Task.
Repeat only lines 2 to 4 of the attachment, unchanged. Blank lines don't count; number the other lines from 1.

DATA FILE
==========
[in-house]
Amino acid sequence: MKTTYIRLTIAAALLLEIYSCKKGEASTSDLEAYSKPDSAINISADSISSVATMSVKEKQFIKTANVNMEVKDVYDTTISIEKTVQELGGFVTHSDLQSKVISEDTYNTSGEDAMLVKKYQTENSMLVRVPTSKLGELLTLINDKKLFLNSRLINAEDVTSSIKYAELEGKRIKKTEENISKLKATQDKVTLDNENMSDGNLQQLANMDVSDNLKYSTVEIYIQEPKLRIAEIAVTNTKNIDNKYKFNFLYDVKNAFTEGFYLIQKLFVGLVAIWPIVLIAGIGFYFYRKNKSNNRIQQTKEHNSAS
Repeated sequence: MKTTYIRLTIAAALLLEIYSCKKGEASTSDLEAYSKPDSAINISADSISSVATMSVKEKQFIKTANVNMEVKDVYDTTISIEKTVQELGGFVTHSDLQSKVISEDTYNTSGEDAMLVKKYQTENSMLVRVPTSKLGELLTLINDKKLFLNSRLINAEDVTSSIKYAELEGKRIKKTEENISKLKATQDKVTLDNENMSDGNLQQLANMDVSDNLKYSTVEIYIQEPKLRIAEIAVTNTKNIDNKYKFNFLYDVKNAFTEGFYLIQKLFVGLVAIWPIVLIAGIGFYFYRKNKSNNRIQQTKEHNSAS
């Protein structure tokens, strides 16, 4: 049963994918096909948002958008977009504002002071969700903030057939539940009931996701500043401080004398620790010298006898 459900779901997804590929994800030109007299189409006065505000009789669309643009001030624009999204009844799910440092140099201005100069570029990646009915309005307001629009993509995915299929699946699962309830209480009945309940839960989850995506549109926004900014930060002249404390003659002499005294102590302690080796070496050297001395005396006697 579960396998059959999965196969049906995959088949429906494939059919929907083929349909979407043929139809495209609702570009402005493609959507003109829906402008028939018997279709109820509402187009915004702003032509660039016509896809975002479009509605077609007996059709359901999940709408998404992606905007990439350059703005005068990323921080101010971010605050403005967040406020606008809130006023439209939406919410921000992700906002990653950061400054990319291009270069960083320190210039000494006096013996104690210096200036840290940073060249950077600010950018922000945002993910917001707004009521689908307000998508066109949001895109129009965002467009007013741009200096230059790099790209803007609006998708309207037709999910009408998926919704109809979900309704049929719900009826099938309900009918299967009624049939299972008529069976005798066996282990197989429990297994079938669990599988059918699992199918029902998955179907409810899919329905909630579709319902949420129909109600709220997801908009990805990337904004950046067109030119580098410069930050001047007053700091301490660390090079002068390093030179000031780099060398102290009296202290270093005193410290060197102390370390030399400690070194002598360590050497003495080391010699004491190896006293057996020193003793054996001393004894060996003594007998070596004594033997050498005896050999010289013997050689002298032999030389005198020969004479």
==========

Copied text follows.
Amino acid sequence: MKTTYIRLTIAAALLLEIYSCKKGEASTSDLEAYSKPDSAINISADSISSVATMSVKEKQFIKTANVNMEVKDVYDTTISIEKTVQELGGFVTHSDLQSKVISEDTYNTSGEDAMLVKKYQTENSMLVRVPTSKLGELLTLINDKKLFLNSRLINAEDVTSSIKYAELEGKRIKKTEENISKLKATQDKVTLDNENMSDGNLQQLANMDVSDNLKYSTVEIYIQEPKLRIAEIAVTNTKNIDNKYKFNFLYDVKNAFTEGFYLIQKLFVGLVAIWPIVLIAGIGFYFYRKNKSNNRIQQTKEHNSAS
Repeated sequence: MKTTYIRLTIAAALLLEIYSCKKGEASTSDLEAYSKPDSAINISADSISSVATMSVKEKQFIKTANVNMEVKDVYDTTISIEKTVQELGGFVTHSDLQSKVISEDTYNTSGEDAMLVKKYQTENSMLVRVPTSKLGELLTLINDKKLFLNSRLINAEDVTSSIKYAELEGKRIKKTEENISKLKATQDKVTLDNENMSDGNLQQLANMDVSDNLKYSTVEIYIQEPKLRIAEIAVTNTKNIDNKYKFNFLYDVKNAFTEGFYLIQKLFVGLVAIWPIVLIAGIGFYFYRKNKSNNRIQQTKEHNSAS
């Protein structure tokens, strides 16, 4: 049963994918096909948002958008977009504002002071969700903030057939539940009931996701500043401080004398620790010298006898 459900779901997804590929994800030109007299189409006065505000009789669309643009001030624009999204009844799910440092140099201005100069570029990646009915309005307001629009993509995915299929699946699962309830209480009945309940839960989850995506549109926004900014930060002249404390003659002499005294102590302690080796070496050297001395005396006697 579960396998059959999965196969049906995959088949429906494939059919929907083929349909979407043929139809495209609702570009402005493609959507003109829906402008028939018997279709109820509402187009915004702003032509660039016509896809975002479009509605077609007996059709359901999940709408998404992606905007990439350059703005005068990323921080101010971010605050403005967040406020606008809130006023439209939406919410921000992700906002990653950061400054990319291009270069960083320190210039000494006096013996104690210096200036840290940073060249950077600010950018922000945002993910917001707004009521689908307000998508066109949001895109129009965002467009007013741009200096230059790099790209803007609006998708309207037709999910009408998926919704109809979900309704049929719900009826099938309900009918299967009624049939299972008529069976005798066996282990197989429990297994079938669990599988059918699992199918029902998955179907409810899919329905909630579709319902949420129909109600709220997801908009990805990337904004950046067109030119580098410069930050001047007053700091301490660390090079002068390093030179000031780099060398102290009296202290270093005193410290060197102390370390030399400690070194002598360590050497003495080391010699004491190896006293057996020193003793054996001393004894060996003594007998070596004594033997050498005896050999010289013997050689002298032999030389005198020969004479």